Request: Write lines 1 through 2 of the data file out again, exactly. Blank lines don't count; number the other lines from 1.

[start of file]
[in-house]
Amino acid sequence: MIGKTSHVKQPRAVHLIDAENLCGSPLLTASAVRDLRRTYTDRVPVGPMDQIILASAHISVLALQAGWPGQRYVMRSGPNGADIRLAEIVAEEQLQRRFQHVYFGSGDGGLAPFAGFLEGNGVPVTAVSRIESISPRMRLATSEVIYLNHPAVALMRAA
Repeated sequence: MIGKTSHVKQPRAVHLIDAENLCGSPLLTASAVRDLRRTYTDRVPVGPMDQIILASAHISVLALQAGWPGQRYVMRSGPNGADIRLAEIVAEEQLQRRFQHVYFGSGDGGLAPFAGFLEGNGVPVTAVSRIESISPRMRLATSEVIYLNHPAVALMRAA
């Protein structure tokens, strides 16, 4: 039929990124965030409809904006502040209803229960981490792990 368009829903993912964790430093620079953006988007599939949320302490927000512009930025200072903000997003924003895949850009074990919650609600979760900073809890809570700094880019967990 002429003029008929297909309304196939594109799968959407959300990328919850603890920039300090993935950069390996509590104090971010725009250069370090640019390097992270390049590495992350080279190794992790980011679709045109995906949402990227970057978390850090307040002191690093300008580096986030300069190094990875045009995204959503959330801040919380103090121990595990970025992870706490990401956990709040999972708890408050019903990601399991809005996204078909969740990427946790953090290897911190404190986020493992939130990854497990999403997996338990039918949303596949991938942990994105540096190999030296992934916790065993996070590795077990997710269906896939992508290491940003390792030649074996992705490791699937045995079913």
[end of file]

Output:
[in-house]
Amino acid sequence: MIGKTSHVKQPRAVHLIDAENLCGSPLLTASAVRDLRRTYTDRVPVGPMDQIILASAHISVLALQAGWPGQRYVMRSGPNGADIRLAEIVAEEQLQRRFQHVYFGSGDGGLAPFAGFLEGNGVPVTAVSRIESISPRMRLATSEVIYLNHPAVALMRAA